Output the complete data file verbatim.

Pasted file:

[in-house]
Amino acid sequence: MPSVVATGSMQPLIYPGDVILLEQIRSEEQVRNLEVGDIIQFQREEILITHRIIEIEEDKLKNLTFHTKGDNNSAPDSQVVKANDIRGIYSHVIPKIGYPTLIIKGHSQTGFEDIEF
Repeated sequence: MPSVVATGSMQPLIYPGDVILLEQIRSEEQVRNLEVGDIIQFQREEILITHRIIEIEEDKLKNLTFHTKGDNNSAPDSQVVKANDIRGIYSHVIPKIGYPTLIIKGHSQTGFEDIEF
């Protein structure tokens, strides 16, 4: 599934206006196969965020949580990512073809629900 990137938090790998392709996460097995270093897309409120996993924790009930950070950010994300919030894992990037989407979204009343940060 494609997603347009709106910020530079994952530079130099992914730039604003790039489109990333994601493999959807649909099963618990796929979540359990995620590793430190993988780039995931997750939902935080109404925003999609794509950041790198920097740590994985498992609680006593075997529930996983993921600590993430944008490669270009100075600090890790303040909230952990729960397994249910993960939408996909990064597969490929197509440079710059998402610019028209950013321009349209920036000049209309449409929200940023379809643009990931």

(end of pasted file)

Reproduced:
[in-house]
Amino acid sequence: MPSVVATGSMQPLIYPGDVILLEQIRSEEQVRNLEVGDIIQFQREEILITHRIIEIEEDKLKNLTFHTKGDNNSAPDSQVVKANDIRGIYSHVIPKIGYPTLIIKGHSQTGFEDIEF
Repeated sequence: MPSVVATGSMQPLIYPGDVILLEQIRSEEQVRNLEVGDIIQFQREEILITHRIIEIEEDKLKNLTFHTKGDNNSAPDSQVVKANDIRGIYSHVIPKIGYPTLIIKGHSQTGFEDIEF
């Protein structure tokens, strides 16, 4: 599934206006196969965020949580990512073809629900 990137938090790998392709996460097995270093897309409120996993924790009930950070950010994300919030894992990037989407979204009343940060 494609997603347009709106910020530079994952530079130099992914730039604003790039489109990333994601493999959807649909099963618990796929979540359990995620590793430190993988780039995931997750939902935080109404925003999609794509950041790198920097740590994985498992609680006593075997529930996983993921600590993430944008490669270009100075600090890790303040909230952990729960397994249910993960939408996909990064597969490929197509440079710059998402610019028209950013321009349209920036000049209309449409929200940023379809643009990931």